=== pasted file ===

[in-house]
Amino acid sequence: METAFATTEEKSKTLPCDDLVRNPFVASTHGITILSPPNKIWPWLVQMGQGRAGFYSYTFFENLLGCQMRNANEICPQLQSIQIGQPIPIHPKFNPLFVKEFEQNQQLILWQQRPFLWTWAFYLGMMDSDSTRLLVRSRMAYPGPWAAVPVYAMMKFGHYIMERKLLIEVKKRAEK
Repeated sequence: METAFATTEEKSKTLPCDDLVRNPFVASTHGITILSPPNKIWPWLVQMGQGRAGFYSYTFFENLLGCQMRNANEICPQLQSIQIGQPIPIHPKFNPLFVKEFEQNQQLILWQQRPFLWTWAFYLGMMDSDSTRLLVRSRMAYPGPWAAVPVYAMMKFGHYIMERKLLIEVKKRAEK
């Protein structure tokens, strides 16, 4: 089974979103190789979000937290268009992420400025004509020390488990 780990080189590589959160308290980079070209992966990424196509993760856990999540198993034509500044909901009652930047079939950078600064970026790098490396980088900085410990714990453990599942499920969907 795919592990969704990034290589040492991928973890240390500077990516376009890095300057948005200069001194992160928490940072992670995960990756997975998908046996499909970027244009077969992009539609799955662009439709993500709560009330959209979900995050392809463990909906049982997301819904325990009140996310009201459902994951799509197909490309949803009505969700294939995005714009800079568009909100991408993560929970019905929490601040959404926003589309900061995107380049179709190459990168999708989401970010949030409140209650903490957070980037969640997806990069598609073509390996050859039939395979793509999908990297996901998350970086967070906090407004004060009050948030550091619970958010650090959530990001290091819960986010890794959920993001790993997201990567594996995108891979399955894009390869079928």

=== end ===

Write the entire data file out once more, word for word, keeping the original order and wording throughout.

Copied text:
[in-house]
Amino acid sequence: METAFATTEEKSKTLPCDDLVRNPFVASTHGITILSPPNKIWPWLVQMGQGRAGFYSYTFFENLLGCQMRNANEICPQLQSIQIGQPIPIHPKFNPLFVKEFEQNQQLILWQQRPFLWTWAFYLGMMDSDSTRLLVRSRMAYPGPWAAVPVYAMMKFGHYIMERKLLIEVKKRAEK
Repeated sequence: METAFATTEEKSKTLPCDDLVRNPFVASTHGITILSPPNKIWPWLVQMGQGRAGFYSYTFFENLLGCQMRNANEICPQLQSIQIGQPIPIHPKFNPLFVKEFEQNQQLILWQQRPFLWTWAFYLGMMDSDSTRLLVRSRMAYPGPWAAVPVYAMMKFGHYIMERKLLIEVKKRAEK
């Protein structure tokens, strides 16, 4: 089974979103190789979000937290268009992420400025004509020390488990 780990080189590589959160308290980079070209992966990424196509993760856990999540198993034509500044909901009652930047079939950078600064970026790098490396980088900085410990714990453990599942499920969907 795919592990969704990034290589040492991928973890240390500077990516376009890095300057948005200069001194992160928490940072992670995960990756997975998908046996499909970027244009077969992009539609799955662009439709993500709560009330959209979900995050392809463990909906049982997301819904325990009140996310009201459902994951799509197909490309949803009505969700294939995005714009800079568009909100991408993560929970019905929490601040959404926003589309900061995107380049179709190459990168999708989401970010949030409140209650903490957070980037969640997806990069598609073509390996050859039939395979793509999908990297996901998350970086967070906090407004004060009050948030550091619970958010650090959530990001290091819960986010890794959920993001790993997201990567594996995108891979399955894009390869079928």